Are The Clothes You Buy For Cheap Made Ethically?

Fast fashion is no stranger to child labor, sweat shops, and unsustainability, where you are shopping, are you supporting these harsh conditions?


Dhaka, Bangladesh – March 2010. Garment factory in Dhaka Bangladesh in the Mohakhali area. Dhaka counts more than 4000 factories producing for export only. This factory produced garments for the dutch company Hans Textiel.

Eran Bagwell, Contributor

Most things that are bought in American stores all have the tag “made in china,” or other foreign countries. What allows these brands to create a huge supply for the huge demand of products? Child labor and cheap workers. 

The truth behind production is that the cheaper you can create the product, the more revenue you get, and acquiring cheap workers can help tremendously when building a wealthy company. As of 2016, the minimum wage in $67 dollars each month, which is far less than fair compensation for the labor of these workers, especially in such poor conditions.” (UAB) The poor conditions that are worked in are described: “Work areas are frequently found to have poor lighting, which can be damaging to the workers’ sight, and toxic chemicals, which can be harmful to their respiratory systems.” Many buildings have also collapsed and killed thousands of poor workers.

Americans cannot blame neighboring countries as the culprit either, as there are thousands hiding in poor communities all around America, “It’s not in China, but in America that workers put in grueling 12 hour days, making garments that will be sold for anywhere from $5 to $75 for around three cents apiece paid out. The lofty goal of making what amounts to $5 an hour is in reality a pipe dream for them” (Forbes). The victims of sweatshops are often undocumented immigrants that had extremely slim choices in jobs they could acquire and are abused by the wealthy companies.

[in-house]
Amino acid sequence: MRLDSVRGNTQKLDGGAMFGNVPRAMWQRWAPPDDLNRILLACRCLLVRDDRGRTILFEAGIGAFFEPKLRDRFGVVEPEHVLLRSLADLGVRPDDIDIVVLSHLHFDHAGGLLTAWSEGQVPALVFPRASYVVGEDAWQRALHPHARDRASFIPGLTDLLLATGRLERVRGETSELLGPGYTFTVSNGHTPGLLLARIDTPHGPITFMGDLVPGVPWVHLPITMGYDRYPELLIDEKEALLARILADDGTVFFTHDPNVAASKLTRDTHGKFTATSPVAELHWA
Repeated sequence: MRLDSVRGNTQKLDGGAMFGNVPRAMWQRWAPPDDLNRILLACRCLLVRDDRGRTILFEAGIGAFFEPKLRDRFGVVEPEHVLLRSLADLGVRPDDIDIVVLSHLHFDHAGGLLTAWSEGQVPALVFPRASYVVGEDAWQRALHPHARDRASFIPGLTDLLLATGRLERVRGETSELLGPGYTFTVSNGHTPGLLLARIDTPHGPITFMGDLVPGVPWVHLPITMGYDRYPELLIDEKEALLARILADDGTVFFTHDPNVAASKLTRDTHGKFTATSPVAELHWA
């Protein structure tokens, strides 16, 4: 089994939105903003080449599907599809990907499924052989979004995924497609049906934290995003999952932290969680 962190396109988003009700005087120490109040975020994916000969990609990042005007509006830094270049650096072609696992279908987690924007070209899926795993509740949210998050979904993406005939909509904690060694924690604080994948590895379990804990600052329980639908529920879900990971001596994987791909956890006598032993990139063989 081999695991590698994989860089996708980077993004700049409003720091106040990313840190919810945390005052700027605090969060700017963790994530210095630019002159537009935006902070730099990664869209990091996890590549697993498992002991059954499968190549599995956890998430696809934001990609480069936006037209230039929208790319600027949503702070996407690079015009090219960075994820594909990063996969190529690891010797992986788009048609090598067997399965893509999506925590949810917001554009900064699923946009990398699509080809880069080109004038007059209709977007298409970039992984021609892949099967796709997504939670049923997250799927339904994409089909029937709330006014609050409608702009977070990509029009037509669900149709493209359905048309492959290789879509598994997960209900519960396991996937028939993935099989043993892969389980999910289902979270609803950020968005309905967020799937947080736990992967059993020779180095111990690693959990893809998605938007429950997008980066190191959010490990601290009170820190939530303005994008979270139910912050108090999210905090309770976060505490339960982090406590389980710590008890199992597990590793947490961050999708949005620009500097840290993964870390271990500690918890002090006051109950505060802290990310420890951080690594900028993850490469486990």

How does one buy ethically and cheap? Most people, when they see a “made in America” tag, think that is the answer, but it truly is not. In order to find ethical companies, a quick research can do quite the job. Websites such as have boycott lists for companies that sell unethical products.

Shopping clean, or even secondhand, is an easy step anyone can make to help the environment and poor workers. Research your brands and shop ethically.